I was going to go out and do a video on how I cut down a banana tree in order to harvest bananas… but then nature did it for me:
Generally, you can simply harvest a stalk of bananas by partially cutting the tree trunk itself and letting the bananas ease their way down to you.
This is safer than standing on a ladder, leaning off the roof, or jumping in the air with a machete.
A stalk of bananas can easily weigh 100lbs.
This stalk of Orinoco bananas is likely 50lbs.
Instead of getting a chance to easy them down, the tree decided to fall all on its own.
With bananas, you don’t have to worry that cutting down the main trunk is keeping you from future fruit.
Every banana tree only fruits once.
It will count leaves until it reaches a certain count, then it sends out its bloom. First the female banana blooms appear (which develop into the fruit), followed by many more male blooms that simply create pollen and are no longer necessary to we, the growers of the modern seedless, cloned banana trees.
Calling them “trees” isn’t really right, either.
Banana tree trunks are actually pseudostems that emerge from a central root mass.
Think of the root as the main part of the banana “tree” – not the individual stems that emerge.
They’re like big lilies, really. Once a stalk produces bananas, that one won’t produce again so you can cut it down, then let the next smallest tree take over.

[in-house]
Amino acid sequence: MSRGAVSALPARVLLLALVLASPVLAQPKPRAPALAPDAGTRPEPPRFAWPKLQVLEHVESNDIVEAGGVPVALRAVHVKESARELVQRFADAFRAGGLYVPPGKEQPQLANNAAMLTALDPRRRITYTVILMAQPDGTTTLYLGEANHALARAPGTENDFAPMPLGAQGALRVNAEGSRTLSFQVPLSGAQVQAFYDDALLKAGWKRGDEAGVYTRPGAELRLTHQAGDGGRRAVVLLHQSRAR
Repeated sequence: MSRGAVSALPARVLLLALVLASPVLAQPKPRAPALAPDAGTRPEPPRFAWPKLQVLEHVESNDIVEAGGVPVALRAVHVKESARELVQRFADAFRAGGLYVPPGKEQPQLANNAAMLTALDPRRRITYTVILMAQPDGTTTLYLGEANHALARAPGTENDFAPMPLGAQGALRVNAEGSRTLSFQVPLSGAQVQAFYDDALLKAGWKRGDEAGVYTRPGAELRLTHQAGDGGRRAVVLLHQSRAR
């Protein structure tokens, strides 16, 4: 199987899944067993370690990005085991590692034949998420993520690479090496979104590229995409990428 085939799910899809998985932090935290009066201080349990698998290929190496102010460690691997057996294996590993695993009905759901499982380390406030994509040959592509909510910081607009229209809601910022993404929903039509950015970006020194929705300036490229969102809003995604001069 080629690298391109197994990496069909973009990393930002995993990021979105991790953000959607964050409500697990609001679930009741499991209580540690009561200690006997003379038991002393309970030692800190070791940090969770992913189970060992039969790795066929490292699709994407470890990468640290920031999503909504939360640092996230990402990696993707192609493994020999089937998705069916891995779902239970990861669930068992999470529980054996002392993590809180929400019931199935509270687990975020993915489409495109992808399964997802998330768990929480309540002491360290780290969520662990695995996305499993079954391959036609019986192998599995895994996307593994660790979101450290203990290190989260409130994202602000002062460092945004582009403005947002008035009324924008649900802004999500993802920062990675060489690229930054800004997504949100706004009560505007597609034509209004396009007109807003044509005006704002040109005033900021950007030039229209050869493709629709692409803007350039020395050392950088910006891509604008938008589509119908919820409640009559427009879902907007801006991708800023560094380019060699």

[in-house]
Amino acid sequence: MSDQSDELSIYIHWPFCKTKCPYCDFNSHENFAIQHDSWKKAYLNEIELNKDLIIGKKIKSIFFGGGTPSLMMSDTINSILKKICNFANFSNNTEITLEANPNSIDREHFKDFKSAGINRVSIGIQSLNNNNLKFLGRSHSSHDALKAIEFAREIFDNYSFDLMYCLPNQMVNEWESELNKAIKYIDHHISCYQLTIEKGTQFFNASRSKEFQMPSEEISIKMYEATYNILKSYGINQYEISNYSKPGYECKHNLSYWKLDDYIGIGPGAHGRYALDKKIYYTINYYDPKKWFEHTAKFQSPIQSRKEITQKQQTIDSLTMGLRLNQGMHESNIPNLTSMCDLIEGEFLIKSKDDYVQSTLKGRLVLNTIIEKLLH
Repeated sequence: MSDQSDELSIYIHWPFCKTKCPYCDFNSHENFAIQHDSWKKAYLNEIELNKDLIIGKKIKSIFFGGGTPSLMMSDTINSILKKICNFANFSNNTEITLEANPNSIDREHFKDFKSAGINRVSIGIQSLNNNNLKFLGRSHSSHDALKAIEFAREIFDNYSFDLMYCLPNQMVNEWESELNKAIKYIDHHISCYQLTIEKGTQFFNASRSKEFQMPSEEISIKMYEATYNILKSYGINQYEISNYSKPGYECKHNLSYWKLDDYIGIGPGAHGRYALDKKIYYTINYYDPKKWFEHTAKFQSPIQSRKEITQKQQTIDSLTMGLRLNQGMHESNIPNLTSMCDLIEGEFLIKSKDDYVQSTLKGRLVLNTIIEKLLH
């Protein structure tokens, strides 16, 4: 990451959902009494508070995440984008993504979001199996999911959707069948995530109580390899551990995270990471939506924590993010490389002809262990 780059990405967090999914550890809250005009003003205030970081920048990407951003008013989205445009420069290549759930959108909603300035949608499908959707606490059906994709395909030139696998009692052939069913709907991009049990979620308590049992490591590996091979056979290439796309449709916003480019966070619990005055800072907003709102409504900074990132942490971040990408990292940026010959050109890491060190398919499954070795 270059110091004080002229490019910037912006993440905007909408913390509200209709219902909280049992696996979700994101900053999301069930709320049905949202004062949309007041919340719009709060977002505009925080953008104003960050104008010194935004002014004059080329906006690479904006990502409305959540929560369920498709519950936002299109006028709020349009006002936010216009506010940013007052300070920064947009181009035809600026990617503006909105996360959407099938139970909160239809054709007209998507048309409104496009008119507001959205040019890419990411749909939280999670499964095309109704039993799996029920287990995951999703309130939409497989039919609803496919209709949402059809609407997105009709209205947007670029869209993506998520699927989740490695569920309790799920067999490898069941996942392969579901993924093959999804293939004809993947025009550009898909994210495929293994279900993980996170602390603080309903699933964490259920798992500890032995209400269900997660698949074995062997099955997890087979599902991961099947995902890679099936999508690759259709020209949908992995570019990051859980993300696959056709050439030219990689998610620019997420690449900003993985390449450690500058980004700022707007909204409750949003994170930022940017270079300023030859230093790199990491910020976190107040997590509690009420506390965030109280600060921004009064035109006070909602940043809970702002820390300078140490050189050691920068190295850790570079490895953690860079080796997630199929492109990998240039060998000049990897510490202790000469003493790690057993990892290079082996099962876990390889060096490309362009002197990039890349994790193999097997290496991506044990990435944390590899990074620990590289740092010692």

Or, just let the tree self-deliver as in my case.
Good thing the neighboring pomegranate tree caught the falling trunk or else I might had had some seriously smashed-up banana fruit.
Hi, David. I just started growing bananas and finally have my first beautiful bunch on my ice cream (blue java) banana plant. They have been there for several months now, but still have not begun turning yellowish. At what point is it time to chop them down? I am trying to be patient, but I have heard horror stories of leaving them hanging too long and they end up being bird food. I am in Central FL, so we may not get any freezing temps to damage them, but who knows from year to year. Since this is not a common variety sold in stores, I really don’t know how big they should be when they are ready and I’m having a tough time finding any info online as well. Any advice for the beginning banana grower?
I’ve had the best luck by cutting them down when the top bananas start to turn yellow and the rest are green. I only harvest the bunches that are yellow and leave the rest on the stalk outdoors, this allowed me to keep bananas ‘on the vine’ for about 2 weeks, if you harvest them all at once they tend to ripen all at once. That’s been my experience anyway.
I’ve had some ready for harvest in 3 months and some in 5… seems like the yellowing of the last leaf (the shorter one that came out before the bloom) is a decent indicator, once all the leaves are dead the production seems to be winding down.
Only chop down green bananas if a freeze is definitely coming otherwise keep calm and wait for the best bananas of your life they’re worth it!
Thank you for the clear explanation, FlipFlopFarmer. Guess I will just have to keep watching and waiting a bit longer. I am so excited to try them, that I am getting a bit impatient. LOL Thanks again!
Plus, if you cut up the stalk/trunk of the tree and the leaves and put them arunod the base of the clump, these act as very good mulch for the plant you saw how wet the stalk is inside, keeping moisture in and arunod the plant is extremely important. Why a hatchet and not a large cane knife, might I ask?